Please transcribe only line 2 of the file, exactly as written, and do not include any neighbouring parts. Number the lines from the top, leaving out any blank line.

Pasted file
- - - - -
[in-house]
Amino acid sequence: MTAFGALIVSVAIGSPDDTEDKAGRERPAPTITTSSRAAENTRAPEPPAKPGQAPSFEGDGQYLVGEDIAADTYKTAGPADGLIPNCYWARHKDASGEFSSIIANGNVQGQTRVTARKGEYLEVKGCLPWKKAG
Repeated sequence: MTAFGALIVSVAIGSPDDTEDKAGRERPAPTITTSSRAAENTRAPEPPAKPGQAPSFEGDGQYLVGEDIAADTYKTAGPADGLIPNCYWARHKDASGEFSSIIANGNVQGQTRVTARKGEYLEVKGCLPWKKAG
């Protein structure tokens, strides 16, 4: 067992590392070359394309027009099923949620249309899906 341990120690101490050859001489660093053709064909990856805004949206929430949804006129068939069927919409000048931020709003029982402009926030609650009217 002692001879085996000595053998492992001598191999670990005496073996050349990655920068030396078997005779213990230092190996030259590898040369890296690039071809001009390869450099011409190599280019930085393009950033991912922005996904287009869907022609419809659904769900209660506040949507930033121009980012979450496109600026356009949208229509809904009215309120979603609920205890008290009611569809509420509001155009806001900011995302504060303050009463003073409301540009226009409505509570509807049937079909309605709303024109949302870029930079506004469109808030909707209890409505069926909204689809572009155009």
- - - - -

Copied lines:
Amino acid sequence: MTAFGALIVSVAIGSPDDTEDKAGRERPAPTITTSSRAAENTRAPEPPAKPGQAPSFEGDGQYLVGEDIAADTYKTAGPADGLIPNCYWARHKDASGEFSSIIANGNVQGQTRVTARKGEYLEVKGCLPWKKAG